Food justice activists fight to dismantle structural inequalities which perpetuate monopolized control over our food system, and unequal access to and control over healthy and culturally appropriate food. Check out our food justice glossary for outlines and resources related to food justice topics, our local action page to get involved in Austin, and our anti-racist resources and more resources pages.


Food Justice Background

Because the majority of work cultivating, harvesting, and processing food is done by people of color in the United States, food justice work is led by and for Black, Hispanic, Native American, and Asian American communities. Food justice work fights to dismantle socio-economic structures which are not led by diverse voices and which continue to disproportionately dump environmental externalities onto communities of color.

“The majority of work within the food system is done by people of color, both the planting and cultivating and harvesting of food and the processing of food in plants is done by people of color, and those most impacted by food insecurity are people of color. So we can’t address the issue of food justice unless we look at it through a racial justice lens. It’s impossible. The other aspect of it, I just wanna raise up is, in order to have a food justice movement which really addresses racial justice, the food justice movement has to be led by those who are most impacted by food insecurity and the other injustices within the food system.”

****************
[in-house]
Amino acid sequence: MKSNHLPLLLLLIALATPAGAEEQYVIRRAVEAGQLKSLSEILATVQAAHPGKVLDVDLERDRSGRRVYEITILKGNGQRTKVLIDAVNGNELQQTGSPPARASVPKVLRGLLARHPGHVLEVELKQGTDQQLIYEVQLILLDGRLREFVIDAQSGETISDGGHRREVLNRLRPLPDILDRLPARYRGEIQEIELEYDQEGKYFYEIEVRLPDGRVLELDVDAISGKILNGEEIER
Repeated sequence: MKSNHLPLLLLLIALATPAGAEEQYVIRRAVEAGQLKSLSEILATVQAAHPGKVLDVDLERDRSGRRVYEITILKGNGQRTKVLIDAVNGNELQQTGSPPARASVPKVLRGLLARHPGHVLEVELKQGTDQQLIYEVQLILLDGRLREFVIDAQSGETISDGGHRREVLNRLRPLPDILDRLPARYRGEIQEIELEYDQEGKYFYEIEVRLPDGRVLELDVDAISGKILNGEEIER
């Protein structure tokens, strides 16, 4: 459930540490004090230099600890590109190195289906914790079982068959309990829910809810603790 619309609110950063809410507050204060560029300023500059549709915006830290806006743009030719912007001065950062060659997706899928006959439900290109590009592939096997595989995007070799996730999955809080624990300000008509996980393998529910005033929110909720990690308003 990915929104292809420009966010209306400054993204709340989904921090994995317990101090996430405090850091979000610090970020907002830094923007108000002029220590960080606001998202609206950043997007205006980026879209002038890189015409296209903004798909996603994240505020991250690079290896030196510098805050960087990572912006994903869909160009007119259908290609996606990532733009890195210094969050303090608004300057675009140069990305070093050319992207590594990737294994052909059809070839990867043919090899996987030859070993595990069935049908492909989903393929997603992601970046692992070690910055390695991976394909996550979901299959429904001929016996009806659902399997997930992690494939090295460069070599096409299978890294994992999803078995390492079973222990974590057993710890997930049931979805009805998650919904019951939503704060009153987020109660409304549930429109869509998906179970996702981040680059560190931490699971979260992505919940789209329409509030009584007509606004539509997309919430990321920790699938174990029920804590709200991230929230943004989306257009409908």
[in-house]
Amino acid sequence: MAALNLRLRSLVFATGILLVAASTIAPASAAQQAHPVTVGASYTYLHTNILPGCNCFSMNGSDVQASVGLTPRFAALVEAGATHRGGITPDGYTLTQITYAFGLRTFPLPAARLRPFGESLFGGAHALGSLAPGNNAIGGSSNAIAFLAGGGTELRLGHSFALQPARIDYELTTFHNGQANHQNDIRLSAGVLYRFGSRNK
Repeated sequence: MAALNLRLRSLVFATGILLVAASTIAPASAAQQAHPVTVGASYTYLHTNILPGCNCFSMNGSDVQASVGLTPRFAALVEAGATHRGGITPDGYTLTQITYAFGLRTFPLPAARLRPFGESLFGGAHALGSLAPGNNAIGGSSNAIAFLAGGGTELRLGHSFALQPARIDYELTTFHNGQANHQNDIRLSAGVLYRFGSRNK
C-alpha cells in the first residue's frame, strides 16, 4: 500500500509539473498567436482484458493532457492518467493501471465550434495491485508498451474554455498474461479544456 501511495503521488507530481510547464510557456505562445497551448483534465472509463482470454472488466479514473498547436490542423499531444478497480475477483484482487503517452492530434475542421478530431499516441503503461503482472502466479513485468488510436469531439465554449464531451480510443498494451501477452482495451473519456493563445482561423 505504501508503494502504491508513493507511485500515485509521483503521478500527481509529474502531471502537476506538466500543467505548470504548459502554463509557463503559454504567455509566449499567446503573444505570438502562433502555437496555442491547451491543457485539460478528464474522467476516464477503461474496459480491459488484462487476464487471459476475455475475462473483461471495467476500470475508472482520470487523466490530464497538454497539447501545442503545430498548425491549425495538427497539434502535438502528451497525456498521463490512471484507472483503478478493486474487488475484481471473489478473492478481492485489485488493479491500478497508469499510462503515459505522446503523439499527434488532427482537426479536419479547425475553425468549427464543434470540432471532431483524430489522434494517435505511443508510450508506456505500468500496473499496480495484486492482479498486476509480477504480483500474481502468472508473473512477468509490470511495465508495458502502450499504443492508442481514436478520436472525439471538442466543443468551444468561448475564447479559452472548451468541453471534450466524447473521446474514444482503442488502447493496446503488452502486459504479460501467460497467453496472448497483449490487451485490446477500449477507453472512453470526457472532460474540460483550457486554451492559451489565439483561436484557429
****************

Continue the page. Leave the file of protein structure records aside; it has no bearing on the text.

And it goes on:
-Malik Yahini (source:

Activism includes: 

  • The fight for fair pay, safe workplaces, and healthy environments for farmworkers, delivery and processing plant personnel, and grocery and restaurant workers. Achieving this will require breaking up agribusiness monopolies who underpay and exploit the health and wellness of their predominantly immigrant workforces and empowering community-driven food networks in their place (for recent examples of agribusiness exploitation, see the horrifying ways that Tyson’s chicken and Smithfield pork jeopardized workers lives during COVID-19, for examples of community-driven food networks see Detroit Peoples’ Food Coop and the Black Farmers Network)
  • The fight for reparations to give land back to Black Americans, acknowledging the ongoing impact of racially discriminatory USDA loan practices (see episode 5 of the podcast “1619”, Black land loss graphics here, or for a whole dang book Land Justice edited by Justine M. Williams and Eric Holt Giménez)
  • The movement for food sovereignty, or equitable control over how food is produced, distributed, and consumed with a focus on dismantling structural racism and establishing community-driven networks (also see agroecology, and La Via Campesina)
  • Acknowledgement that human and ecological environments are not separate but intertwined. Efforts to support and revitalize healthy agrarian ecosystems must be tethered to the fight to dismantle structural racism and protect all people’s right to clean water and a healthy environment 
  • The fight for affordable housing reform, a fair living wage, and anti-displacement in response to gentrification (see AJC and Texas Housers locally, Bernie Sanders’s campaign for his take on the national context). When folks can’t afford where they’re living, food is the first sacrifice. Because of this, dismantling racist housing and economic policies is an important component of “food justice”

While this list is not comprehensive, it provides a jumping off point for understanding the diversity of socioeconomic factors implicated in “food justice”. Check out our “Glossary” section for background and resources on more topics.